green and magenta dyes. 


There are simpler ways, however, of taking the three images 
than one after another in an ordinary camera. Professional color 
studios often use "single-shot" cameras. One of these has a 
single lens, but three plate or film holders, and two mirrors, 
each only partially silvered, which reflect about a third of 
the light and transmit the rest. These mirrors divide the light 
into three parts and feed it, through appropriate color filters, to 
the three plates or films. From these three negatives, trans- 
parencies or prints can be made by various methods, all of 
which use essentially the principles described above. Still sim- 
pler than the three-way camera is the "tripack," three unex- 
posed films, of proper sensitivity, held tightly together and ex- 
posed at once. Since the light has to pass through the first film 
to get to the second, and through both the first and second to 
reach the third, the back one is apt to be blurred. But if the 
three are very thin, and in intimate contact, there is no chance 
for blurring. In the same way. you can lay a piece of waxed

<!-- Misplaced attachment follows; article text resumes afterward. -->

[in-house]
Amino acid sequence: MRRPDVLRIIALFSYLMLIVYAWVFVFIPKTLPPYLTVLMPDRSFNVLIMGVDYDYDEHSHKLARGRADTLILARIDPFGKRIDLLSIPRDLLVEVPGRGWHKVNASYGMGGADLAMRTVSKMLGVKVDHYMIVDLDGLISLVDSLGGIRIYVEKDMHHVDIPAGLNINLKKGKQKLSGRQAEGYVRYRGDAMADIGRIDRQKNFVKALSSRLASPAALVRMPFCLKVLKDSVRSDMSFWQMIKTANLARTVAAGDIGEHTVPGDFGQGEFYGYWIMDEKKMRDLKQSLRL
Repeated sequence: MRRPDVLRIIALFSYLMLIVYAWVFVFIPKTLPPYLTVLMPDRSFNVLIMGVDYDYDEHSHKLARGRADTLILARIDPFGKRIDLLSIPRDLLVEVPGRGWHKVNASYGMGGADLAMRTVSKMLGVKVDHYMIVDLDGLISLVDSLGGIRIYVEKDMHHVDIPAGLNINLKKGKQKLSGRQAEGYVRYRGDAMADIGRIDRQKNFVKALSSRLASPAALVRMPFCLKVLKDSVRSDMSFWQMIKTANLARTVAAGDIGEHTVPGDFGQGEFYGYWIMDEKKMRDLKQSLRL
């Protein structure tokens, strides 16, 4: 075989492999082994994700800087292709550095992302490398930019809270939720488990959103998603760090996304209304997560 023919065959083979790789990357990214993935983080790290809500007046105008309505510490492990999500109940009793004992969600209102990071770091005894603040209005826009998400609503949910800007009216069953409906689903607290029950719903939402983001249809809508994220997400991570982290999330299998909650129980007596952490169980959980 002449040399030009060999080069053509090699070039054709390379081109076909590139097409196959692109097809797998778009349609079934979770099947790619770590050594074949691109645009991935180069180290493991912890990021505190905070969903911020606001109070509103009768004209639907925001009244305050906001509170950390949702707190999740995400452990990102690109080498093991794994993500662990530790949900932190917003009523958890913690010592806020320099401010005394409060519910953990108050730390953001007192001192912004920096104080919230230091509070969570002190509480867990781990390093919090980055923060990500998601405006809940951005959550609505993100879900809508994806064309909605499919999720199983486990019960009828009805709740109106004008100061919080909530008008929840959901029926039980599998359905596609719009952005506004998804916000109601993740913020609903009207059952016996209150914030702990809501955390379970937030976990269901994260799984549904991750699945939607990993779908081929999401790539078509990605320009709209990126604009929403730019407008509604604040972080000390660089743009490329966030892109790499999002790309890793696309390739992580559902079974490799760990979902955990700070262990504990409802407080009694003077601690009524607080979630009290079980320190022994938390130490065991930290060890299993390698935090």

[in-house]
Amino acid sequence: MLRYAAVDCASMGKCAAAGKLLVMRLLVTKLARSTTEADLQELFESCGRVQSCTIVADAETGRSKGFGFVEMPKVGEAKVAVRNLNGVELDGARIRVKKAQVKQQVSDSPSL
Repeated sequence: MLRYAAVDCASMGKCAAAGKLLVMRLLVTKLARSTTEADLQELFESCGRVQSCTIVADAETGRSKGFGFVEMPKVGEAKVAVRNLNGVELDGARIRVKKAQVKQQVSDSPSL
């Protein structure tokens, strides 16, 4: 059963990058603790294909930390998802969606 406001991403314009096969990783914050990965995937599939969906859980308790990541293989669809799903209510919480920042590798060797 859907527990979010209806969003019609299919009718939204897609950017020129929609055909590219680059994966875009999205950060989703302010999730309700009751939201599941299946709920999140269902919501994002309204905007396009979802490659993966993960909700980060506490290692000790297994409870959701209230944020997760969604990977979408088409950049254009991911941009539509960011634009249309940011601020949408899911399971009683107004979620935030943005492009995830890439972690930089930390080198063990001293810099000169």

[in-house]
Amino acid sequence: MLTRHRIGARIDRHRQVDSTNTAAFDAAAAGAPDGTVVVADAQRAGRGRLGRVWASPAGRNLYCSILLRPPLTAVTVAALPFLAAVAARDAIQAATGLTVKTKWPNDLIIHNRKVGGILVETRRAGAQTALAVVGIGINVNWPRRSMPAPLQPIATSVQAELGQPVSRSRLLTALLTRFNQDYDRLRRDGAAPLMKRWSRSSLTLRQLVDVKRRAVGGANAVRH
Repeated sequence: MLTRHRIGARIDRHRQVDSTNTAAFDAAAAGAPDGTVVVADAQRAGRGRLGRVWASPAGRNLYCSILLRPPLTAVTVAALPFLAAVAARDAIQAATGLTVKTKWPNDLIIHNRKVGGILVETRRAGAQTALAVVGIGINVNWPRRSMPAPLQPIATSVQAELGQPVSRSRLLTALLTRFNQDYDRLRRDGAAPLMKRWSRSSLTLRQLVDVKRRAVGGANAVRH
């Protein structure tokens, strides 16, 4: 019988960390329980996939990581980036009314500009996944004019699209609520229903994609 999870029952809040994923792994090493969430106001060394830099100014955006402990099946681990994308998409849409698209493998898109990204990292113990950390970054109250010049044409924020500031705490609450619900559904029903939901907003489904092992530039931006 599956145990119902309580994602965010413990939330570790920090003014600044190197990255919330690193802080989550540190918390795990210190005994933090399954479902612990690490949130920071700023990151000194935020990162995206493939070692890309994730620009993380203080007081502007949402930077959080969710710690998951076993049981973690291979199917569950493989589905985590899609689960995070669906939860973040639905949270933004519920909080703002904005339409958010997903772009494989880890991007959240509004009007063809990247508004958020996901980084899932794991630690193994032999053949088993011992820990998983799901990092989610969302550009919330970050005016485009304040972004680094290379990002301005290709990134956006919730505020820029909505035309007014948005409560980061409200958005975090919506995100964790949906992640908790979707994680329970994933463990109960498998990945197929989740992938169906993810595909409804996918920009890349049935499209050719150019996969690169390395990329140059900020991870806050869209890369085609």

paper over printing and read it clearly, but if you hold it a short 
distance above, the printing is blurred. 

This is what is done in the most popular of modern color 
processes Kodachrome. Three photographic emulsions are 
placed on the same film and, to aid in the selective effect for 
the different colors, screening dyes are added to them. This 
process was invented by two scientists at the Kodak Laboratory, 
Leopold Godowsky, Jr., and Leopold D. Mannes, who devised 
a most ingenious scheme of developing. As originally intro- 
duced in 1935, the film was first developed, and in all three 
emulsion layers the latent image turned to silver. But, without 
fixing, these images were dissolved away with a special bleach- 
ing solution. Then the film was exposed to light, to make the re- 
maining silver bromide developable. Next, this was developed, 
but in a peculiar kind of "coupling" developer, first applied by 
Rudolph Fischer in 1912. The effect is to form, along with the